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    2. Low European Bond Yields
    Even though bond yields have risen at least in the U.S. in recent years, it remains true that yields on government debt are low by historical standards. The yield on 10-year Swiss government debt is negative, and many European countries have very low yields. Again, we're a decade into this trend, a have seen four decades of generally declining yields globally as inflation has been tamed. Nonetheless, broader history, and the fact that U.S. inflation is around 2%, suggests this may not last.

    Stock Market-eurobund.weekly.png

    3. The Shape Of The Next Recession
    There's a lot of debate around recession probabilities. However, recessions can differ quite significantly. The last two recessions in our memory have been a lot worse than average in terms of their severity. As such, just as important as when a recession occurs is how severe it is, and which parts of the economy are hit hardest. It may be that the next recession is softer, perhaps at least for investors, than many people imagine. This may simply be because the 2008 experience was so awful and unusual. Nonethless, our most recent experiences stick in the memory and may receive more attention than they deserve.

    4. The Flat Yield Curve
    The U.S. yield curve is flat compared to history. This implies the bond market sees the Fed as close to the end of its tightening cycle. Presumably, the bond market thinks a recession may be close.
    The U.S. yield curve is flat compared to history. This implies the bond market sees the Fed as close to the end of its tightening cycle. Presumably, the bond market thinks a recession may be close.

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  7. #147
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    Can You Bank On A Stock Market Bottom?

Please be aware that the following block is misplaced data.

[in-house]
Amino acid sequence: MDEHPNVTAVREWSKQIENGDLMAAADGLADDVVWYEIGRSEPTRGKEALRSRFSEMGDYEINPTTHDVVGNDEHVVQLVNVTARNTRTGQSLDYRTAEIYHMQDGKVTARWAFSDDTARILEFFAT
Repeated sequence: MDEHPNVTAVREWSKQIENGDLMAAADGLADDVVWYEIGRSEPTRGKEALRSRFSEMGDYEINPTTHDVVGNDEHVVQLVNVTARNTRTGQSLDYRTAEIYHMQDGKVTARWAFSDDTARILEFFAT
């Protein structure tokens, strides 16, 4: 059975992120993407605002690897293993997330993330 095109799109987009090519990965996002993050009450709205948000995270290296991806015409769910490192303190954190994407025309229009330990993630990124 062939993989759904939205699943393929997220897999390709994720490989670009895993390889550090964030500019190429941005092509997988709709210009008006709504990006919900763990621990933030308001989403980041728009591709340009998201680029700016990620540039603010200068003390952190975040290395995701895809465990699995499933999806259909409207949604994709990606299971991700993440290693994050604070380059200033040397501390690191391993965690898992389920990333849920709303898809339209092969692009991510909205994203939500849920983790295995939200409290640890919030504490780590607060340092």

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    The powerful gains last Wednesday were encouraging. Does this mean that the worst of the selling is over and that buyers can safely step back into the stock market? That is the view of some in the financial media, but is it consistent with the technical and sentiment readings?

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  8. #148
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    Starbucks: Why I Recommended Selling It

    A lot of readers asked why I didn't research Starbucks before recommending a new client sell it. It's a fair question that merits a thoughtful reply.

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    The stock's price-to-earnings multiple is 19 which is comparable to that of the S&P 500. A company without a clear growth plan trading at a market multiple is not a compelling investment. To be compelling, the stock would have to be a lot cheaper, or the CEO has put forth a credible plan to restore growth. Until then, there is no way Starbucks would not crack my top 20 stocks so I am comfortable that selling it is the right call.

    Even if I were convinced that Starbucks was a top 20 stock, I would still recommend selling enough to bring the position down to 5% of her portfolio. Keeping 20% of the portfolio in any stock just to avoid the capital gains tax is a bad idea. There are cases where a stock is so compelling that I would be willing to let it be a 20% position. But the strongest case for Starbucks, as put forth by its CEO, falls far short of that.

    Yes, it is still possible that Starbucks is a gem that all of my managers and I missed. I can live with that. There are plenty of other stocks with better chances of delivering a good return for investors.